Fix for the Thinkpad overheating problem!

Discussion in 'Linux Compatibility and Software' started by mujtaba, Feb 10, 2012.

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  1. mujtaba

    mujtaba ZzzZzz Super Moderator

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    In another thread in this forum, I pointed out my woes with my Thinkpad giving the "Critical temperature reached" error and shutting down on some versions of Linux such as Debian Squeeze.

    After doing some poking around and searching the internet, I finally reached this: Patch for overheating ThinkPads [Gertverdemme.nl] which claims that upgrading Thinkfan to version 0.7.3 will fix the problem. However, this fix appears not to have reached stable releases such as Debian Squeeze. I took the dive and installed it on my Ubuntu-based Mint (which also suffered from this problem, albeit at a lesser degree) and I haven't been facing the problem of sudden shutdowns for a while now *knock wood*

    I will hopefully be able to test this version of Thinkfan with Debian Squeeze when I am less busy.
     
  2. SemiExpert

    SemiExpert Notebook Consultant

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    I'm not a big fan of "stable" releases with old versions of kernel. You're better off with Debian Testing if you have more recent hardware, since there are a lot of kernel fixes for newer hardware issues. Beside, Debian stable has a very, very slow release cycle.
     
  3. ThinkRob

    ThinkRob Notebook Deity

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    I disagree with this actually.

    Yes, by all means run a newer kernel. But most of userland doesn't have any hardware dependency, and going with testing not only exposes you to potentially more buggy software, but also means that you *don't get timely security updates*. That might be OK for a non-Internet-connected box, but for something that you regularly take onto public networks... yikes. Despite what some people think (and despite the mis-information that some projects spread), testing is not a rolling-release distro!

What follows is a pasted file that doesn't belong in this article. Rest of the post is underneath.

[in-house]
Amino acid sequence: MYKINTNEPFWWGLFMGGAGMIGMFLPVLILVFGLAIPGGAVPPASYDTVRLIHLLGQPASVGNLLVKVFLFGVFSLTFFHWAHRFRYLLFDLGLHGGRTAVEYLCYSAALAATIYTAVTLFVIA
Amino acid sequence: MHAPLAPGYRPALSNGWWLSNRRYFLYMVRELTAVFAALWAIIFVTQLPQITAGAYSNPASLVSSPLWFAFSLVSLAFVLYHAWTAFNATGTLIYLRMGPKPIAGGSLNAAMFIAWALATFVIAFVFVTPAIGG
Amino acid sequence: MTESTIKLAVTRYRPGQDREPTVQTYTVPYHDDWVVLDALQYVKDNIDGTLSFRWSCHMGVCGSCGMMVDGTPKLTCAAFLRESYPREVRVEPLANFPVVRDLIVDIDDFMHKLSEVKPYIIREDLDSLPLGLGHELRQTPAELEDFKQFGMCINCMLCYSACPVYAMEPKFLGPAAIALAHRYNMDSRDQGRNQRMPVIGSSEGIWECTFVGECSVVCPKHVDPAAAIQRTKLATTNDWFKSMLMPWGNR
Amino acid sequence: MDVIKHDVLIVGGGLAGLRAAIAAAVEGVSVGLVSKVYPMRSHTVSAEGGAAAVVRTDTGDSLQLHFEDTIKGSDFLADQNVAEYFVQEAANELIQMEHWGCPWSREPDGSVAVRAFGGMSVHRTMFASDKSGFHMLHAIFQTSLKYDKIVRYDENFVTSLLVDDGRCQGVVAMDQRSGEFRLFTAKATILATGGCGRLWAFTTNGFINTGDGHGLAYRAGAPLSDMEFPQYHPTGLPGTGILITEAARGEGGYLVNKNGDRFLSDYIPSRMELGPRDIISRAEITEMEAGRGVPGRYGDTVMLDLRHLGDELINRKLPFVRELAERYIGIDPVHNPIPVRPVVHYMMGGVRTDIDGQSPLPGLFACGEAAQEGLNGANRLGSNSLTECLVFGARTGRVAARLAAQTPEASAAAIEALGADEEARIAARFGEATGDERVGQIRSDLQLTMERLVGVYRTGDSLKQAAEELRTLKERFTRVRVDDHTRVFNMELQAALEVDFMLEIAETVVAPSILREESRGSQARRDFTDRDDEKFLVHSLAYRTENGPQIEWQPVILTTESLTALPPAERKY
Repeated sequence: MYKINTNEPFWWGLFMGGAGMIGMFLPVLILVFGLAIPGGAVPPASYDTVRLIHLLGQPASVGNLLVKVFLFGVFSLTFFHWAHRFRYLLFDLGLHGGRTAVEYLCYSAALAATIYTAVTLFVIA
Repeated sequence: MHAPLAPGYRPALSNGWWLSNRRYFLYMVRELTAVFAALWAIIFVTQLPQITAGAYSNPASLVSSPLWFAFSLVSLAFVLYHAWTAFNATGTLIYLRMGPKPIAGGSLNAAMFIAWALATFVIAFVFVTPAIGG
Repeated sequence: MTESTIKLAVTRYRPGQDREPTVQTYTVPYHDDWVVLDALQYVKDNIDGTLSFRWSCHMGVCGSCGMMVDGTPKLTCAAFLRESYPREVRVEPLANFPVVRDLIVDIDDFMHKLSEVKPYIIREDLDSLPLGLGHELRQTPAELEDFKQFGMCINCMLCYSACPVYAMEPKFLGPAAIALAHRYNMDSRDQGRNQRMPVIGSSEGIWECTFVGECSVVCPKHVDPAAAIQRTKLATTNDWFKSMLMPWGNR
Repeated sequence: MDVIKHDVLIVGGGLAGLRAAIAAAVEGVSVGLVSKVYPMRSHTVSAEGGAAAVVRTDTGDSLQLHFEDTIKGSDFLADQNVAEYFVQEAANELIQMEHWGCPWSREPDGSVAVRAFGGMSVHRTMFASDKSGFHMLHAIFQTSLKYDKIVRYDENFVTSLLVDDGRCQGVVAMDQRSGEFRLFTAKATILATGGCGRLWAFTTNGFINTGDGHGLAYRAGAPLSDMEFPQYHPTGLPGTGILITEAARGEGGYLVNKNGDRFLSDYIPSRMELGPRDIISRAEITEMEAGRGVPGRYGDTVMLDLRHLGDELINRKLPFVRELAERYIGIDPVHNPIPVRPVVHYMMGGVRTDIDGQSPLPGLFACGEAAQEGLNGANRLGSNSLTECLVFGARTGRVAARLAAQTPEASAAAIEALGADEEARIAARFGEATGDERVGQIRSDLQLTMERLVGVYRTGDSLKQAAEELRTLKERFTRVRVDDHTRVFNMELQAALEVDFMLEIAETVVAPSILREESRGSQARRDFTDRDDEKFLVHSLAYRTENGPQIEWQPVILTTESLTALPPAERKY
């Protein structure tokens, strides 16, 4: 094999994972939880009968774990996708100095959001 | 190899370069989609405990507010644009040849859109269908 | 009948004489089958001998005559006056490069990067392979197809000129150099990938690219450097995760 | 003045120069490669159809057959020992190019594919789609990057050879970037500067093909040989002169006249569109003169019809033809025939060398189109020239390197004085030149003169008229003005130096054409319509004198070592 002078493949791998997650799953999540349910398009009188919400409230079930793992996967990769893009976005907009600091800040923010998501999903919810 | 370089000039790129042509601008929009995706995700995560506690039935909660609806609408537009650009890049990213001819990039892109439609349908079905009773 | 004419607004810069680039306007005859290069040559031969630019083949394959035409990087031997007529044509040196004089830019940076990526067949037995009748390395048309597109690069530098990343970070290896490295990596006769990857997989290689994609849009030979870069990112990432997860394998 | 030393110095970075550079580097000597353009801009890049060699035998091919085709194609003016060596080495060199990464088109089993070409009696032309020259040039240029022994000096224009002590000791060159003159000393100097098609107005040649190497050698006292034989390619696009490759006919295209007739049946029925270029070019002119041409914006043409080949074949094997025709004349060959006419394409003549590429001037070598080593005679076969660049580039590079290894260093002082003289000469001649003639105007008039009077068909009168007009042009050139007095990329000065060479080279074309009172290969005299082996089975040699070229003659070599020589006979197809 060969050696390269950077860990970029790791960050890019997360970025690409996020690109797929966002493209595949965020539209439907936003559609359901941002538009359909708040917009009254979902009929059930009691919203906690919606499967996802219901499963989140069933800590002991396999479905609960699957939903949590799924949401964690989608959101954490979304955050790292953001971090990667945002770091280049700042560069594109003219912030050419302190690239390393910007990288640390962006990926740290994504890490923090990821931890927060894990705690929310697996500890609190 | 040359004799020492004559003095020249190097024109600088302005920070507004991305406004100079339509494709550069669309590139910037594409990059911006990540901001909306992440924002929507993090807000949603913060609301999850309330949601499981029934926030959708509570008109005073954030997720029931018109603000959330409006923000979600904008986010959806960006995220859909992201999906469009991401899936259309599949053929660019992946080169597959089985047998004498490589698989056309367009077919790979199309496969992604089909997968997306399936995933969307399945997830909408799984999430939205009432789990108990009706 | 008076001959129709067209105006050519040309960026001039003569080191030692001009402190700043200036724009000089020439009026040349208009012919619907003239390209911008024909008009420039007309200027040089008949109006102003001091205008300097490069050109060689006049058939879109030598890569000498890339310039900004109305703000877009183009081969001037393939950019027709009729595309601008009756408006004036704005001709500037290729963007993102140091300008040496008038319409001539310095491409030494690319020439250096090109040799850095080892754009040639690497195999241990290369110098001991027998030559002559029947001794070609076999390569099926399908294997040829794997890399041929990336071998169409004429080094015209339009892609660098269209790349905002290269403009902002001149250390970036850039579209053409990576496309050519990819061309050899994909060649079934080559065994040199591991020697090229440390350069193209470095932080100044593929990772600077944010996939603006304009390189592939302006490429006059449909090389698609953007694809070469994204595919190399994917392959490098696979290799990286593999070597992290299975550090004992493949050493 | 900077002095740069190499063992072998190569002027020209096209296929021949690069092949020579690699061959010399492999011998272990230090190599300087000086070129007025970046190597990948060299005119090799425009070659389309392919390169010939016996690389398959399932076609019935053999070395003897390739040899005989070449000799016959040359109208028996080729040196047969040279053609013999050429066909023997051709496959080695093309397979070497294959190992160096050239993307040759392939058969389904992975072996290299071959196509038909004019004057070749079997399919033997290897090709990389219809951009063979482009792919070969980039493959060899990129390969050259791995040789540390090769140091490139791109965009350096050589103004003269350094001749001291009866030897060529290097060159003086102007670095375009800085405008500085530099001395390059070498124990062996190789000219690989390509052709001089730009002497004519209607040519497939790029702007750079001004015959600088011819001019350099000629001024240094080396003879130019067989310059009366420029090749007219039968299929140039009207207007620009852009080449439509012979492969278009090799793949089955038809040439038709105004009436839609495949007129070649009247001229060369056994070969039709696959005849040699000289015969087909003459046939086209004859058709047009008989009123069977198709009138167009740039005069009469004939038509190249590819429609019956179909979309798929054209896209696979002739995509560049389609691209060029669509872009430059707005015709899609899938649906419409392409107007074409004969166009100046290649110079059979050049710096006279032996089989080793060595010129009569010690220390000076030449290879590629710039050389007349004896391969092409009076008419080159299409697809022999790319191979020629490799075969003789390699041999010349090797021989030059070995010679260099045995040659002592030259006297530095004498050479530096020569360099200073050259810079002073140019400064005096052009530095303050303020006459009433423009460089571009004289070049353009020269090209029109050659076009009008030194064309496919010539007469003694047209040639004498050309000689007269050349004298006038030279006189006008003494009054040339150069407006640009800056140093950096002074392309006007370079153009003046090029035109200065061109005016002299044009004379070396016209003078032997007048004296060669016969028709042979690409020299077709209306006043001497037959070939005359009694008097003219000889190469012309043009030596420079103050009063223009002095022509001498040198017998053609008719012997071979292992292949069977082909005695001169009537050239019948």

Personally I'd recommend stable with a newer kernel (either from backports.debian.org or hand-rolled with kernel-package -- the latter is very, very easy) and perhaps some other packages from backports if necessary. That will get you proper security support, new hardware support, and all of the stability that makes Debian a good choice.

    I've never run into a ThinkPad running Debian which overheats in its default configuration. I run cpuburn for a couple hour bake-in on every laptop that I set up, and not once have I seen one go into thermal shutdown for non-hardware reasons. (I've seen plenty overheat due to bad thermal paste jobs or broken fans, but that's another story.) The reason for this, I suspect, is that unless you've gone and specifically overridden it, the EC's default behavior is to control the fan independently of the OS -- so even if your OS doesn't handle fan/temp control properly the machine won't roast itself. In order to break this behavior, you have to load something like tp_smapi *and* explicitly enable the module's fan control *and* then manually control the fan.
     
  4. mujtaba

    mujtaba ZzzZzz Super Moderator

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    While it seems to be in Debian testing, it doesn't appear to have made its way to Ubuntu either (except the yet-to-be-released 12.04)
     
  5. ThinkRob

    ThinkRob Notebook Deity

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    My bet is that the package didn't go into sid until after 11.10 was forked. 12.04 will be forked from testing, so it makes sense that it's in there.
     
  6. mujtaba

    mujtaba ZzzZzz Super Moderator

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    I have seen multiple instances of people complaining about it (the two bug tracking links in the page linked in the original post as well as other, scattered stuff). It seems to be an issue with T400 and T500 at least.
     
  7. ThinkRob

    ThinkRob Notebook Deity

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    Fair enough.

    I ran a T500 under both Lenny and Squeeze for quite some time and never ran into any issues, but that's a generation older than the T410/X201s which are mentioned in the reports.

    The Debian bug is what I figured, namely that userland control of the fan doesn't work as you'd expect. Not great, but there's a reason that fan_control is 0 by default.

    The linked Ubuntu bug report is interesting, as it seems to point to a quirk in the X201's EC behavior (or a bug in thinkpad_acpi's exposure of it.) I'd be curious if it's not a genuine BIOS/EC bug since AFAIK thinkpad_acpi hasn't made any major changes there recently.
     
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